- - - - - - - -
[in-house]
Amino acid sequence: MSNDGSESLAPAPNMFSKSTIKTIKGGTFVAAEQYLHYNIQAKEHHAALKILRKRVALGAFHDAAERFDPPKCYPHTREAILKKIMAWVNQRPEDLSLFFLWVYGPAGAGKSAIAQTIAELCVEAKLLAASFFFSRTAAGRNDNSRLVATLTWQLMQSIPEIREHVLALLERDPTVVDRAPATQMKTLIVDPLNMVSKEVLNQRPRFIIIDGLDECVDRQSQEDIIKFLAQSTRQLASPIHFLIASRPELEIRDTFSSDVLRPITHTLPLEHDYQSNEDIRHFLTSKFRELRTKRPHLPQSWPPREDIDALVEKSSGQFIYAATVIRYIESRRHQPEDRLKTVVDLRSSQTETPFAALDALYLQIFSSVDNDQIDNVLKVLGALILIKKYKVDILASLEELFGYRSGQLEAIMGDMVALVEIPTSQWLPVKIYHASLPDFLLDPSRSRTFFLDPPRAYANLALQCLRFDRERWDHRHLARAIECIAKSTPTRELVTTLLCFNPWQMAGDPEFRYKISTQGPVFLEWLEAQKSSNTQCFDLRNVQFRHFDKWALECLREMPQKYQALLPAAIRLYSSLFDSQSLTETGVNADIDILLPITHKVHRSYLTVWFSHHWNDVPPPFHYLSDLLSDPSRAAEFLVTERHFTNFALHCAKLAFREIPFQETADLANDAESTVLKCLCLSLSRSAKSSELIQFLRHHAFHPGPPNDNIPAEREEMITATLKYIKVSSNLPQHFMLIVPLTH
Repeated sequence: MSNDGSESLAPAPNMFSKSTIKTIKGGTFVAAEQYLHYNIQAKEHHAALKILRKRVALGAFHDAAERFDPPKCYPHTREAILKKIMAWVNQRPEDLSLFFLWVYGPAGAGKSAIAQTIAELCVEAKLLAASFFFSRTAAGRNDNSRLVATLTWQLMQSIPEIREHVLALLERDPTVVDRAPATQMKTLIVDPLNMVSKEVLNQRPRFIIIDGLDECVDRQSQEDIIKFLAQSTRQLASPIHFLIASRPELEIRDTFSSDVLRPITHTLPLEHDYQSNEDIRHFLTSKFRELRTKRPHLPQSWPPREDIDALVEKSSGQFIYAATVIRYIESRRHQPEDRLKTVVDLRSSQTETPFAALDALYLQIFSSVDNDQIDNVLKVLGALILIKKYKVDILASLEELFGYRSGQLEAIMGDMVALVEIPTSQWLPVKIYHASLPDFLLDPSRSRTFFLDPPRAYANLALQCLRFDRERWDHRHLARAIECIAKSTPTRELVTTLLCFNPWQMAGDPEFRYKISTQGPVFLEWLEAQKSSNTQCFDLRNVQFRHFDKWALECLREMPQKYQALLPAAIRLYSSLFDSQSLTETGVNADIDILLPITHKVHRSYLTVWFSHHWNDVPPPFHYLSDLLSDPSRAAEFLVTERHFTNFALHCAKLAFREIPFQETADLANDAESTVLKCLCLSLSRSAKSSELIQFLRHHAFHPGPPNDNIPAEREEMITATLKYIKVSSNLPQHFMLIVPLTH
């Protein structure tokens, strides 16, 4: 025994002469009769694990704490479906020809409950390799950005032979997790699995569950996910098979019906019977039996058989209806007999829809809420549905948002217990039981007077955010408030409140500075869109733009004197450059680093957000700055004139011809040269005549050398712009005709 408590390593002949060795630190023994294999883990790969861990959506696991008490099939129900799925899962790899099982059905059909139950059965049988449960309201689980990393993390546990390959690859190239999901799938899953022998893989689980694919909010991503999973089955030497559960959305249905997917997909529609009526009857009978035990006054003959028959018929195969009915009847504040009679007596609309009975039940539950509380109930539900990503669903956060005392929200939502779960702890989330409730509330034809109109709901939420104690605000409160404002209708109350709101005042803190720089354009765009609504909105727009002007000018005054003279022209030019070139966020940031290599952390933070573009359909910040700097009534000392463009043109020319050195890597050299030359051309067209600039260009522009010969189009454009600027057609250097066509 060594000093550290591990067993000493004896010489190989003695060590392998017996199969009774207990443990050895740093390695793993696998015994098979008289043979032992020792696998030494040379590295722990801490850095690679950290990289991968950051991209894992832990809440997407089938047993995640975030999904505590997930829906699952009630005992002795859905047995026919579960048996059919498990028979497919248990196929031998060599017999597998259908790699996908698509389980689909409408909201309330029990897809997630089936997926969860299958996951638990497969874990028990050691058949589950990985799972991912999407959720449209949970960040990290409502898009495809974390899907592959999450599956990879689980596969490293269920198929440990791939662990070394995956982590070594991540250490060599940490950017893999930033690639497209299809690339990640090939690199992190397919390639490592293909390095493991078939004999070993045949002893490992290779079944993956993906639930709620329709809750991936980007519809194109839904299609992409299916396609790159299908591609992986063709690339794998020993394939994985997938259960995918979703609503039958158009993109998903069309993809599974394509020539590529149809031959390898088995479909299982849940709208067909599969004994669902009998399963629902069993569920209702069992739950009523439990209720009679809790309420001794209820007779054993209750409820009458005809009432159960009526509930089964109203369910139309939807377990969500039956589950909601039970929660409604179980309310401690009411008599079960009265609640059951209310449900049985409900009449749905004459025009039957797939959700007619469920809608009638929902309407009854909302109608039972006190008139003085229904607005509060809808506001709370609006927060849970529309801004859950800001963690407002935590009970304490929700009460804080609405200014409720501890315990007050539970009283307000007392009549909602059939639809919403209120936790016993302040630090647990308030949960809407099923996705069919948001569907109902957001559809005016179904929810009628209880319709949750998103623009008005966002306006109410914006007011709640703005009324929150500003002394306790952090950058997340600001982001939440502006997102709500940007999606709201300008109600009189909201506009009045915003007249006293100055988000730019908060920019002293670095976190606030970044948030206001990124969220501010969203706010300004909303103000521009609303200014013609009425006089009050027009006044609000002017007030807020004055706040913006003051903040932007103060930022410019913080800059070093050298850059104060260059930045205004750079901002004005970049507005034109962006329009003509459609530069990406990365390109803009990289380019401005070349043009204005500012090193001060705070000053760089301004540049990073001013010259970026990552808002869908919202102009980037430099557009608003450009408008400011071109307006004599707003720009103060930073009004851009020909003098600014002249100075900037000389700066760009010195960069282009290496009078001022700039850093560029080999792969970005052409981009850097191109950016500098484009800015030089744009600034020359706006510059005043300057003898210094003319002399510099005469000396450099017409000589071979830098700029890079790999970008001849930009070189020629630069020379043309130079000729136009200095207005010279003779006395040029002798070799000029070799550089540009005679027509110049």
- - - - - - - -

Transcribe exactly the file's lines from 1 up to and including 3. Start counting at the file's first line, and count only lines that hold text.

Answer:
[in-house]
Amino acid sequence: MSNDGSESLAPAPNMFSKSTIKTIKGGTFVAAEQYLHYNIQAKEHHAALKILRKRVALGAFHDAAERFDPPKCYPHTREAILKKIMAWVNQRPEDLSLFFLWVYGPAGAGKSAIAQTIAELCVEAKLLAASFFFSRTAAGRNDNSRLVATLTWQLMQSIPEIREHVLALLERDPTVVDRAPATQMKTLIVDPLNMVSKEVLNQRPRFIIIDGLDECVDRQSQEDIIKFLAQSTRQLASPIHFLIASRPELEIRDTFSSDVLRPITHTLPLEHDYQSNEDIRHFLTSKFRELRTKRPHLPQSWPPREDIDALVEKSSGQFIYAATVIRYIESRRHQPEDRLKTVVDLRSSQTETPFAALDALYLQIFSSVDNDQIDNVLKVLGALILIKKYKVDILASLEELFGYRSGQLEAIMGDMVALVEIPTSQWLPVKIYHASLPDFLLDPSRSRTFFLDPPRAYANLALQCLRFDRERWDHRHLARAIECIAKSTPTRELVTTLLCFNPWQMAGDPEFRYKISTQGPVFLEWLEAQKSSNTQCFDLRNVQFRHFDKWALECLREMPQKYQALLPAAIRLYSSLFDSQSLTETGVNADIDILLPITHKVHRSYLTVWFSHHWNDVPPPFHYLSDLLSDPSRAAEFLVTERHFTNFALHCAKLAFREIPFQETADLANDAESTVLKCLCLSLSRSAKSSELIQFLRHHAFHPGPPNDNIPAEREEMITATLKYIKVSSNLPQHFMLIVPLTH
Repeated sequence: MSNDGSESLAPAPNMFSKSTIKTIKGGTFVAAEQYLHYNIQAKEHHAALKILRKRVALGAFHDAAERFDPPKCYPHTREAILKKIMAWVNQRPEDLSLFFLWVYGPAGAGKSAIAQTIAELCVEAKLLAASFFFSRTAAGRNDNSRLVATLTWQLMQSIPEIREHVLALLERDPTVVDRAPATQMKTLIVDPLNMVSKEVLNQRPRFIIIDGLDECVDRQSQEDIIKFLAQSTRQLASPIHFLIASRPELEIRDTFSSDVLRPITHTLPLEHDYQSNEDIRHFLTSKFRELRTKRPHLPQSWPPREDIDALVEKSSGQFIYAATVIRYIESRRHQPEDRLKTVVDLRSSQTETPFAALDALYLQIFSSVDNDQIDNVLKVLGALILIKKYKVDILASLEELFGYRSGQLEAIMGDMVALVEIPTSQWLPVKIYHASLPDFLLDPSRSRTFFLDPPRAYANLALQCLRFDRERWDHRHLARAIECIAKSTPTRELVTTLLCFNPWQMAGDPEFRYKISTQGPVFLEWLEAQKSSNTQCFDLRNVQFRHFDKWALECLREMPQKYQALLPAAIRLYSSLFDSQSLTETGVNADIDILLPITHKVHRSYLTVWFSHHWNDVPPPFHYLSDLLSDPSRAAEFLVTERHFTNFALHCAKLAFREIPFQETADLANDAESTVLKCLCLSLSRSAKSSELIQFLRHHAFHPGPPNDNIPAEREEMITATLKYIKVSSNLPQHFMLIVPLTH